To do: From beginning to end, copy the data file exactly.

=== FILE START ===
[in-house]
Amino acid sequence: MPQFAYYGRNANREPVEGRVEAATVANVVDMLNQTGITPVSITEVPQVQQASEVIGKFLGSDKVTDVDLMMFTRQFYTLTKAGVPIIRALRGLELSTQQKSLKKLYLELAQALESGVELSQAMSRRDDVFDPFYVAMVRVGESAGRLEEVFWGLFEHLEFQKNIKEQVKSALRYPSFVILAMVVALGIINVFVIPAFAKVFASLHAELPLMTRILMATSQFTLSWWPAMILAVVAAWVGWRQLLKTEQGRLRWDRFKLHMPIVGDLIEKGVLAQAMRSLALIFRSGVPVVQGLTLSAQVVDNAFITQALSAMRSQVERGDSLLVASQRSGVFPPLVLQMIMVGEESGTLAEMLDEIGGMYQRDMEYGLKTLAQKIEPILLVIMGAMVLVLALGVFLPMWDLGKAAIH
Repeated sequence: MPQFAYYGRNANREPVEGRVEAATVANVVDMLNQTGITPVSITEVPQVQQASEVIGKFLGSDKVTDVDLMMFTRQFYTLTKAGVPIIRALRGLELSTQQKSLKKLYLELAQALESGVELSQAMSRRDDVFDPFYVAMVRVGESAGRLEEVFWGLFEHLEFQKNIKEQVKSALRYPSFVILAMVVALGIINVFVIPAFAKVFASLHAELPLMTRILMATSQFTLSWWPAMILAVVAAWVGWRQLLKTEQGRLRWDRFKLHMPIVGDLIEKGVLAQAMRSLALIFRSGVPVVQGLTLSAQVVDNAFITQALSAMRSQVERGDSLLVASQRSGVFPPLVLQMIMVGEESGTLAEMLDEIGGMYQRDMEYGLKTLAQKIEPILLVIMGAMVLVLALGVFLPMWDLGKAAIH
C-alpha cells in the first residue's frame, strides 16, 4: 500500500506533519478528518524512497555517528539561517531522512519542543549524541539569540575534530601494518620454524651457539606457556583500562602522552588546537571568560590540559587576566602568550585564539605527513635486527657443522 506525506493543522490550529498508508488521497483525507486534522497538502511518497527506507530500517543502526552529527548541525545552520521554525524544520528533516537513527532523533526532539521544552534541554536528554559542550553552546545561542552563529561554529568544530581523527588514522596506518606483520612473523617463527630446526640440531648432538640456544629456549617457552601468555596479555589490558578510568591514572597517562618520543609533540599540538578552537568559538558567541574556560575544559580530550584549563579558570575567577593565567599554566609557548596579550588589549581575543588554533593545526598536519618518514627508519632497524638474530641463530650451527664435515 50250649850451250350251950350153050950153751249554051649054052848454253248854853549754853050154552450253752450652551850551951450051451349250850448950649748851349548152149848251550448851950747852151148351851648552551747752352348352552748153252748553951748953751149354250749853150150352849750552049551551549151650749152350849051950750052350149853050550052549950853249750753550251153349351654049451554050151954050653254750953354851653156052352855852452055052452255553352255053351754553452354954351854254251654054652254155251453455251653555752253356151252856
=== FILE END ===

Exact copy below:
[in-house]
Amino acid sequence: MPQFAYYGRNANREPVEGRVEAATVANVVDMLNQTGITPVSITEVPQVQQASEVIGKFLGSDKVTDVDLMMFTRQFYTLTKAGVPIIRALRGLELSTQQKSLKKLYLELAQALESGVELSQAMSRRDDVFDPFYVAMVRVGESAGRLEEVFWGLFEHLEFQKNIKEQVKSALRYPSFVILAMVVALGIINVFVIPAFAKVFASLHAELPLMTRILMATSQFTLSWWPAMILAVVAAWVGWRQLLKTEQGRLRWDRFKLHMPIVGDLIEKGVLAQAMRSLALIFRSGVPVVQGLTLSAQVVDNAFITQALSAMRSQVERGDSLLVASQRSGVFPPLVLQMIMVGEESGTLAEMLDEIGGMYQRDMEYGLKTLAQKIEPILLVIMGAMVLVLALGVFLPMWDLGKAAIH
Repeated sequence: MPQFAYYGRNANREPVEGRVEAATVANVVDMLNQTGITPVSITEVPQVQQASEVIGKFLGSDKVTDVDLMMFTRQFYTLTKAGVPIIRALRGLELSTQQKSLKKLYLELAQALESGVELSQAMSRRDDVFDPFYVAMVRVGESAGRLEEVFWGLFEHLEFQKNIKEQVKSALRYPSFVILAMVVALGIINVFVIPAFAKVFASLHAELPLMTRILMATSQFTLSWWPAMILAVVAAWVGWRQLLKTEQGRLRWDRFKLHMPIVGDLIEKGVLAQAMRSLALIFRSGVPVVQGLTLSAQVVDNAFITQALSAMRSQVERGDSLLVASQRSGVFPPLVLQMIMVGEESGTLAEMLDEIGGMYQRDMEYGLKTLAQKIEPILLVIMGAMVLVLALGVFLPMWDLGKAAIH
C-alpha cells in the first residue's frame, strides 16, 4: 500500500506533519478528518524512497555517528539561517531522512519542543549524541539569540575534530601494518620454524651457539606457556583500562602522552588546537571568560590540559587576566602568550585564539605527513635486527657443522 506525506493543522490550529498508508488521497483525507486534522497538502511518497527506507530500517543502526552529527548541525545552520521554525524544520528533516537513527532523533526532539521544552534541554536528554559542550553552546545561542552563529561554529568544530581523527588514522596506518606483520612473523617463527630446526640440531648432538640456544629456549617457552601468555596479555589490558578510568591514572597517562618520543609533540599540538578552537568559538558567541574556560575544559580530550584549563579558570575567577593565567599554566609557548596579550588589549581575543588554533593545526598536519618518514627508519632497524638474530641463530650451527664435515 50250649850451250350251950350153050950153751249554051649054052848454253248854853549754853050154552450253752450652551850551951450051451349250850448950649748851349548152149848251550448851950747852151148351851648552551747752352348352552748153252748553951748953751149354250749853150150352849750552049551551549151650749152350849051950750052350149853050550052549950853249750753550251153349351654049451554050151954050653254750953354851653156052352855852452055052452255553352255053351754553452354954351854254251654054652254155251453455251653555752253356151252856